Iowa's state tree is the oak, although the State Legislature never designated a specific species of oak.

The state has 12 species of native oak trees:

  • Pin oak
  • Red oak
  • Shingle oak
  • Northern pin oak
  • Black oak
  • Blackjack oak
  • White oak
  • Bur oak
  • Swamp white oak
  • Chinkapin
  • Post oak
  • Dwarf chinkapin oak

Of those, two or three are native to northwest Iowa. The most common tree would be the bur oak, distributed statewide, and the red oak is also native to northwest counties. The northern pin oak is considered native to northern Iowa according to some sources and specifically to northeast Iowa according to other sources.

We'll discuss all three species that are most likely native to Dickinson County:

Bur oak (Quercus macrocarpa)

Photo of bur oak trees

Bur oak trees are distributed throughout Iowa and are common in both oak savanna habitats as well as deciduous forests. They can live as long as 300 years.

(Learn about native oak savanna habitats here)

Size

Bur oaks are stately trees, growing slowly. They live hundreds of years but are an average of 50-100 feet tall.

Habitat

Oak savannas are a common home of the bur oak, where the canopy is made of large oaks and the savanna floor is a healthy mix of native prairie grasses and flowers.

Bur oaks grow well in prairie settings with dry-mesic to wet-mesic soil, and they also grow well in denser forest settings, although in forests they tend to grow taller and straighter amidst competition.

In overgrown forests, bur oaks can get choked out by other, more shade tolerant species, because bur oaks love full sun.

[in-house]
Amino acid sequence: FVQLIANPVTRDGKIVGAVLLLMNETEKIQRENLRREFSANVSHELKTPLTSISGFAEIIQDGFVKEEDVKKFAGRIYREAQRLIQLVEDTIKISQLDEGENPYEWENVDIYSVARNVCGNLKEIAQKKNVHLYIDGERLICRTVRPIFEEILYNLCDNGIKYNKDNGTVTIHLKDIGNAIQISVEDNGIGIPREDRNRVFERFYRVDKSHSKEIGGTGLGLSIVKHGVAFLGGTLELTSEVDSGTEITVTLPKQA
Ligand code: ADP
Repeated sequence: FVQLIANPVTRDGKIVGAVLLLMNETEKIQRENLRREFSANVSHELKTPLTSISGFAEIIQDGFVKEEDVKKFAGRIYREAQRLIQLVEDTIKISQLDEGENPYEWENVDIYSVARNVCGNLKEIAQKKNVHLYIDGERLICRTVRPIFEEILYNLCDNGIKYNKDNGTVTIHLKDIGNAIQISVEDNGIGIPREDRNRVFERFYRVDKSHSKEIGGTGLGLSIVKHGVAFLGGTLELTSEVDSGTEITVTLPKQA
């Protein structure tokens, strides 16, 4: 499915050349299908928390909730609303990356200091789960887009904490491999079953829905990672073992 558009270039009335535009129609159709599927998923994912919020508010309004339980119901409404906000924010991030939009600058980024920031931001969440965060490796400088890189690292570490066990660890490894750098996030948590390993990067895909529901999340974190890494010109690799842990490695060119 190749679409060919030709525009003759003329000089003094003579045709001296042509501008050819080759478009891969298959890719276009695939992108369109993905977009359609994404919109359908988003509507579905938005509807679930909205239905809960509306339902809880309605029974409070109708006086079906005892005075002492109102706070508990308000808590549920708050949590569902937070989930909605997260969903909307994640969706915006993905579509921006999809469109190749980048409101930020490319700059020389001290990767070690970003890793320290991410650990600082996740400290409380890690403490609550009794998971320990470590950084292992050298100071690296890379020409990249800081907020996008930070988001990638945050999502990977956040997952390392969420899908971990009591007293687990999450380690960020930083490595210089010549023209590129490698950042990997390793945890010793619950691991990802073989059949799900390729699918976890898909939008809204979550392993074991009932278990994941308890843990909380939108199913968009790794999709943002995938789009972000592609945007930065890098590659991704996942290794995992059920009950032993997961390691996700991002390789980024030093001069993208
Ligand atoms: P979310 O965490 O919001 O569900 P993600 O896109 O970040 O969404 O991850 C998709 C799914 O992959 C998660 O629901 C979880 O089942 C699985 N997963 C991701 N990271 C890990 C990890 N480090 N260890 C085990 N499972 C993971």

Leaves

Bur oak leaves are quite easy to decipher, with their deep, curved lobes. Fine hairs make the underside look lighter in color.

Photo of a bur oak leaf

Seeds

Like other oaks, bur oaks produce acorns. They have a hairy cup that extends far around the seed.

Wildlife love bur oak acorns and have been recorded to enjoy them more than red oaks because of lower tannins, making them more mild-tasting.

Red oak (Quercus borealis)

The bur oak is a slow-growing species, but red oaks tend to grow faster with enough sunlight.

Size

Red oaks grow up to 80 feet tall but are quite stout, with a trunk of up to 3 feet.

Habitat

These oaks are also distributed statewide and also love full sun, although they can tolerate part shade.

Their native tendency was to grow on moist, loamy soils on north-facing slopes, although they are used in urban landscaping and can deal with dry and acidic soils.

Leaves

Red oak leaves may be what you think of when you think of an oak leaf. It has 7-11 lobes that are much sharper than the lobes of the bur oak leaf, and the leaves have bristled tips.

Photo of a red oak leaf

Seeds

Red oak trees also produce acorns that are eaten by a variety of wildlife.

Northern pin oak (Quercus ellipsoidalis)

Also called the Hill's oak, this one has a discrepancy about where it's actually natively located in Iowa. It could or couldn't be native to northwest Iowa specifically, or it could just be a northeastern Iowa species.

Size

The northern pin oak is a little smaller tree, growing up to 75 feet with a diameter of 2 feet.

Habitat

The northern pin oak isn't all that popular for landscaping since its lowest branches tend to grow down, but it is a great species for oak savanna restorations as it withstands controlled burns very well.

This species of oak also likes full sun but will tolerate partial shade.

Leaves

Pin oak leaves are similar to red oak leaves with sharper tips on the lobes. However, the sinuses are deeper, reaching almost three-quarters of the way to the midvein.

Photo of a northern pin oak leaf

Seeds

This oak also produces acorns in a finely hairy cup that covers only one-third to one-half of the acorn. These seeds are eaten by a variety of wildlife.

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